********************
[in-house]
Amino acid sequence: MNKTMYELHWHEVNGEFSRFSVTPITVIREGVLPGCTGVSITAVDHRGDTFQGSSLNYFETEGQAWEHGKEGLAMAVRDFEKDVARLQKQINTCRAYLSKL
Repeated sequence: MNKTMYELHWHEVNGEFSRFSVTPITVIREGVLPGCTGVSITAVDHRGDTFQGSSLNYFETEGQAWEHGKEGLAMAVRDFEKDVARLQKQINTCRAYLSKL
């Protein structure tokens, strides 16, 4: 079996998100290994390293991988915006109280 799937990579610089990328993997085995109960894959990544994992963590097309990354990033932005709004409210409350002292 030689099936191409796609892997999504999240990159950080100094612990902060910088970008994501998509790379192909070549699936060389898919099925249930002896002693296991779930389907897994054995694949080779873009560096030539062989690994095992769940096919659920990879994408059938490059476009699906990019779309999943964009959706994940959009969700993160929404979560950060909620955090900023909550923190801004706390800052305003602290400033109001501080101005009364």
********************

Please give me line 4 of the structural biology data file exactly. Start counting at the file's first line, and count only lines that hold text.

């Protein structure tokens, strides 16, 4: 079996998100290994390293991988915006109280 799937990579610089990328993997085995109960894959990544994992963590097309990354990033932005709004409210409350002292 030689099936191409796609892997999504999240990159950080100094612990902060910088970008994501998509790379192909070549699936060389898919099925249930002896002693296991779930389907897994054995694949080779873009560096030539062989690994095992769940096919659920990879994408059938490059476009699906990019779309999943964009959706994940959009969700993160929404979560950060909620955090900023909550923190801004706390800052305003602290400033109001501080101005009364």